America is in a sorry state of mind.
As of 2020, 45 million Americans take some sort of antidepressant. That’s more than the combined populations of Florida and New York. And 33% of those folks have been using them for longer than five years.
Unfortunately, there are many reasons to maintain a bleak outlook in today’s modern world. Political polarization. Inflation. Strife between the sexes. The looming threat of another pandemic. Every time we turn on the news the world is burning somewhere.
It isn’t surprising people are turning to happy pills to take the edge off.
There’s nothing we can do about the state of the world. It is completely outside our control. But we can do something about the state of our world. It is completely within our control.
I was anxious for a long time. The better part of my 20s in fact, and was on anti-depressants well into my 30s. Because like many, I eventually learned to keep the beast at bay, but couldn’t pull the plug on the pills. Like many I feared coming off would bring me back to square one, on my hands and knees in a gas station parking lot, trying to catch my breath as another panic attack strikes me with the force of a thousand suns.
My friends, there is a solution.
One that will change your life forever, as it did mine. One that doesn’t involve pills or booze or whatever vice you favor. One that helps you better manage the suffering synonymous with life on this planet.
Be warned, it’s hard. Damn hard. It requires sacrifice. It requires change. It requires a willingness to not only step outside your comfort zone, but to leave most aspects of your past life behind. If you’re not willing to commit, if you’re not ready to say goodbye to your comfortably numb existence, I suggest you close this tab and find something else to read.
Still with me? Good. Let’s continue.
You need forests
Peace is what frees you from dependency. Peace is what opens your world back up. And there’s no better way to find peace than to get outside and back to your ancestral roots.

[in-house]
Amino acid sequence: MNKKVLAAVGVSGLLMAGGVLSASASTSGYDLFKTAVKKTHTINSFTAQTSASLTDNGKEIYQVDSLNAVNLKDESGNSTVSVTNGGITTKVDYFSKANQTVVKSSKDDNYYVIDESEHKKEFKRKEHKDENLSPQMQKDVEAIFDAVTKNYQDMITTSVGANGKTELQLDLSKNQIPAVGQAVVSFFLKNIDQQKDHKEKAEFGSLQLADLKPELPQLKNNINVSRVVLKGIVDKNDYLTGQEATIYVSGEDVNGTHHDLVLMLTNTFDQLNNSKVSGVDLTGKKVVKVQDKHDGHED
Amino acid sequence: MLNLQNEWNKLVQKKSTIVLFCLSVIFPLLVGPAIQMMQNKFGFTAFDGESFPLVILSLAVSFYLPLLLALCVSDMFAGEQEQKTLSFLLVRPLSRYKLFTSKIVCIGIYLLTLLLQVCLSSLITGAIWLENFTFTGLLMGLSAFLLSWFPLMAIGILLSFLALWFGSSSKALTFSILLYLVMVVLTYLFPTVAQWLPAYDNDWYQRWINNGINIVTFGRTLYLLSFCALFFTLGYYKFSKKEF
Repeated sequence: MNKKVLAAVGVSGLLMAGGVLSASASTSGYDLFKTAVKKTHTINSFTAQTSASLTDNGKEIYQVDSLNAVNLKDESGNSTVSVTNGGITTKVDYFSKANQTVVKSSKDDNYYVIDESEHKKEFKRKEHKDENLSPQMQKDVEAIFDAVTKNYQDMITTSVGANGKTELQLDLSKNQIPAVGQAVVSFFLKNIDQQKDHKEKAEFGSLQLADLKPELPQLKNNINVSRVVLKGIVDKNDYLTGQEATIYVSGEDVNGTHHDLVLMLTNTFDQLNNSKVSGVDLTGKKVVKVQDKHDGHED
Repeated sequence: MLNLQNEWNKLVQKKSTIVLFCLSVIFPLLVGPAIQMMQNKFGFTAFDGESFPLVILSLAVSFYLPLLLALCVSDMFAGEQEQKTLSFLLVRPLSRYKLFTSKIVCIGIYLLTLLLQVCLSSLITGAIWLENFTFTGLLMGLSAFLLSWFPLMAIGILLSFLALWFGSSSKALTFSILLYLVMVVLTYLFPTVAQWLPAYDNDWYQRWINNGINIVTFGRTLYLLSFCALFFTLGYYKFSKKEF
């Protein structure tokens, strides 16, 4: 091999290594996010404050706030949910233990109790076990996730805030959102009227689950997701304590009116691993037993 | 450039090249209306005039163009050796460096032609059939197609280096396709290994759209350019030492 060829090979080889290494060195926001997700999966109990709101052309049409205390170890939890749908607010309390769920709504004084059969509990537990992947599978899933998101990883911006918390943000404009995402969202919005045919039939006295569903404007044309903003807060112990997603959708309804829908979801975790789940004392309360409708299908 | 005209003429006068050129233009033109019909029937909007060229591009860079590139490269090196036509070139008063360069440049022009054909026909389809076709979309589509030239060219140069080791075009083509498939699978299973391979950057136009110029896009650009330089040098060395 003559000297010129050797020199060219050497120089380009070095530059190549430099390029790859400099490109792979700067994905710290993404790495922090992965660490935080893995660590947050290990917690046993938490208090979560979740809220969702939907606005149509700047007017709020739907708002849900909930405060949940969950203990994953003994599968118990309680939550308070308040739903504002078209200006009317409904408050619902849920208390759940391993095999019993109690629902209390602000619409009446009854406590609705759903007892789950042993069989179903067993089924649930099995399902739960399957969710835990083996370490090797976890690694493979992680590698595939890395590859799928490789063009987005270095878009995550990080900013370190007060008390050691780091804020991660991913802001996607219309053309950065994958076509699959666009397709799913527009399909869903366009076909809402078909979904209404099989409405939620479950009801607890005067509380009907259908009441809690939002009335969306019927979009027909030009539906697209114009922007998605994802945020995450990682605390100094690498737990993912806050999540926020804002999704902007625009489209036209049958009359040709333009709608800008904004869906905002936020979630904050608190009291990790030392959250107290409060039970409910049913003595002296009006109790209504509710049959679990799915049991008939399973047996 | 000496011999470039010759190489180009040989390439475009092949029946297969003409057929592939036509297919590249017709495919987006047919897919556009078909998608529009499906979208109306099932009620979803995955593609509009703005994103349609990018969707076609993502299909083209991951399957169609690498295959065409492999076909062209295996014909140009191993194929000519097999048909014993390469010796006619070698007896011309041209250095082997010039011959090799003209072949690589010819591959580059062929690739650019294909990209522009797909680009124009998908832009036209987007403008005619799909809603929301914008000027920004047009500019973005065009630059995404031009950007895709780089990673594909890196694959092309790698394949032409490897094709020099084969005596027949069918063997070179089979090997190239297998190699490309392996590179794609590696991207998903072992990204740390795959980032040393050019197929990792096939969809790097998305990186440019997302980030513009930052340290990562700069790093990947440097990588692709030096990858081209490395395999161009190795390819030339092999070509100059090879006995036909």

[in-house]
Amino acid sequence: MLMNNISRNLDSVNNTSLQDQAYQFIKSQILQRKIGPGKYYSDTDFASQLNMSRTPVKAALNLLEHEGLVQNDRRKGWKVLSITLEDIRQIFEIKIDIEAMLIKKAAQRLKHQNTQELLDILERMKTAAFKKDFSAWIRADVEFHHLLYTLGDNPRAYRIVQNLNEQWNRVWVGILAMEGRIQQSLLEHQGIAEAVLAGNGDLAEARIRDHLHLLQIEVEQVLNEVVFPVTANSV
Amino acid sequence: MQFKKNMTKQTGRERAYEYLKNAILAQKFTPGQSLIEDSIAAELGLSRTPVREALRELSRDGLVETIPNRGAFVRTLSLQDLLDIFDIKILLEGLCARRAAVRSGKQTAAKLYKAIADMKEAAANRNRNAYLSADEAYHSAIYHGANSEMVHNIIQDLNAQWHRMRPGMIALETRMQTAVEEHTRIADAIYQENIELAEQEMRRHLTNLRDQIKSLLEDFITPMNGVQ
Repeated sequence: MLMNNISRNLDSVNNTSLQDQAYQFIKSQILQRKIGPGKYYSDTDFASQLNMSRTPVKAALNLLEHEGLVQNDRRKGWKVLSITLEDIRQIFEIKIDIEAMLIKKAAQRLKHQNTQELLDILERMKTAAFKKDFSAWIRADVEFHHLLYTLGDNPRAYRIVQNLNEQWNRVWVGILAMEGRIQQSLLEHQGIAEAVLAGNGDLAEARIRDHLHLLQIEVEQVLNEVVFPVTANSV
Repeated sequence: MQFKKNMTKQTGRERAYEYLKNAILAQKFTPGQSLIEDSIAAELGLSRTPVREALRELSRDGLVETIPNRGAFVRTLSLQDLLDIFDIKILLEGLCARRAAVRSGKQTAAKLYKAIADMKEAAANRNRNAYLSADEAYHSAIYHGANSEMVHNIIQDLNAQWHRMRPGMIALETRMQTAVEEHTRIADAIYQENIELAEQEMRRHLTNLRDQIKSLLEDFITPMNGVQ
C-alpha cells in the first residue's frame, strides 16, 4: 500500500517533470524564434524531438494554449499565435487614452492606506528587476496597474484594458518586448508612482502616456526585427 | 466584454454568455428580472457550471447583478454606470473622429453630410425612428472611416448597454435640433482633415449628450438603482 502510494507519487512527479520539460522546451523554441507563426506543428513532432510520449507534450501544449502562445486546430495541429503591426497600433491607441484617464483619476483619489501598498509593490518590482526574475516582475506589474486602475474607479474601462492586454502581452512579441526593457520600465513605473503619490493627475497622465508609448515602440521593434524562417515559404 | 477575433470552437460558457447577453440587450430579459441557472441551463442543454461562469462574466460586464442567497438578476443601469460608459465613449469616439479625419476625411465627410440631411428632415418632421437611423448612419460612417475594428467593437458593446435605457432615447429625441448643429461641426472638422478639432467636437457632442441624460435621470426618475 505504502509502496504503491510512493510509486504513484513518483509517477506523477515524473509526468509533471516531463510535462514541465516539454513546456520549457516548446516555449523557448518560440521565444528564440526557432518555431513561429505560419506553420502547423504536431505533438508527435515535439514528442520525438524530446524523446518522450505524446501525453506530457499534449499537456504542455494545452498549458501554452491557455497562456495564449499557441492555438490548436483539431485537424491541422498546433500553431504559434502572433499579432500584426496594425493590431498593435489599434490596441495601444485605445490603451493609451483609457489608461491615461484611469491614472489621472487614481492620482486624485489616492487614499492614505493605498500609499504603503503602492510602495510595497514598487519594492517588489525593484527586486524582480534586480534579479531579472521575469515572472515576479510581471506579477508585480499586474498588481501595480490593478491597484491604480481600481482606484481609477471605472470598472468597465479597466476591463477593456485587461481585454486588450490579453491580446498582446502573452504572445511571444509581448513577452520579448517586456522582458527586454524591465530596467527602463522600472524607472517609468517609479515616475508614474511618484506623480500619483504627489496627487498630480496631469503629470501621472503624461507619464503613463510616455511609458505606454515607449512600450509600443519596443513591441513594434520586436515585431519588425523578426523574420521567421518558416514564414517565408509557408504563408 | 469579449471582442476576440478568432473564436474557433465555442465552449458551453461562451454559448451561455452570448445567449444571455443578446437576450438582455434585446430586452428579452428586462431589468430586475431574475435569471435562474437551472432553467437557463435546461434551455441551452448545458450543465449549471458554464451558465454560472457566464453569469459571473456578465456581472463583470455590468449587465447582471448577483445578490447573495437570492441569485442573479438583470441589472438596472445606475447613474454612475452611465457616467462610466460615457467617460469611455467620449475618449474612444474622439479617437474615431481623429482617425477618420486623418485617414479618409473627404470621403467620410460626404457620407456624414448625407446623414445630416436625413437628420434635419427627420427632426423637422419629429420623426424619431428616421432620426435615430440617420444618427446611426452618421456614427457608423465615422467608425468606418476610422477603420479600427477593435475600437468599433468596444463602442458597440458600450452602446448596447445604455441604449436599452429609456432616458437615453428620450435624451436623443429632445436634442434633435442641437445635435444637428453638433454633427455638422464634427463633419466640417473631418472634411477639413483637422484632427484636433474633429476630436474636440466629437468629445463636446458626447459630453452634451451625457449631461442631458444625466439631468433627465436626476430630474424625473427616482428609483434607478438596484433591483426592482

You need forests.
Or lakes, seas and oceans. Or campsites, mosquito bites and starry nights. You need the tranquility that can only be found in nature in order to reestablish the connection to the person who matters most: you.
Peace is sought, not stumbled upon. Peace is earned, not bestowed.
Going camping and draining a 12-pack of Miller Lite isn’t contributing to peace. Meditating for 15 minutes then rushing to the job you hate isn’t contributing to peace. Cramming in a workout before heading to the club isn’t contributing to peace.
You gain nothing if you bring your shitty lifestyle to places of peace. You simply turn places of peace shitty.
If your goal is to kick the pills and the booze and the drugs, to stave off depression and anxiety forever, you’ve got to attack the problem at its foundation: the way you live your life.
A modest ask, I know. But we’re not here to beat around the bush.
Start small. Don’t kick the pills right away. Start drinking less. Start exercising more. Go to bed earlier. Start finding a better balance between work, home and play.
Increase your commitment over time. Drink even less. Continue to go to bed early. Take your pills every other day (in accordance with your doctor’s recommendation). Cut out fast food. Limit processed sugar.
Get outside more often.
Over time these changes gain momentum. Like a rolling stone, they tumble down the hill faster and faster until they become your norm. Eventually peace won’t be boring and chaos won’t be attractive.
Then, and only then, when you (and your doctor) are ready, toss the pills in the trash.
Like everything, there is a price to pay
Peace, however, is not without cost. Significant cost.
You won’t have as many rockin’ late nights. You won’t have as many wild afternoons. Watching football on NFL Sunday won’t be what it once was.
You will lose social status. You will lose friends. You will incur hostility from those who’d prefer you remain as you are.
If you accept these changes with open arms, if you face the obstacles in your way head on, if you embrace the fact your life is evolving, you will be able to ditch the substances you’ve relied on as a crutch in this crazy world. You will have what you’ve sought for so long.
Absolutely brilliant piece Scott !
I think this a worldwide problem. Certainly here in South Africa..
I'm a little disappointed this has been published. This is an incredibly nuanced topic and the piece is deeply shaming of antidepressants, medically misinformed, and promises a solution that is not a universal solution. Many people do find peace in nature, many people do not. Many people need medication like antidepressants to survive, and that is not a bad or shameful thing. Just because you did not get along with them and were lucky to have found your solace in the natural world does not mean that it is universally true for everyone. Your use of the term 'happy pills' is stigmatising. I am someone who was on antidepressants, and they really didn't work for me, they made me miserable, but it is extremely ignorant to write like they are not a lifeline for so many people and to downplay the positive effects that they can have for other people. It is fine to write about your own experience, but don't write a piece detailing medical interventions without research and a balanced argument. This piece is irresponsible.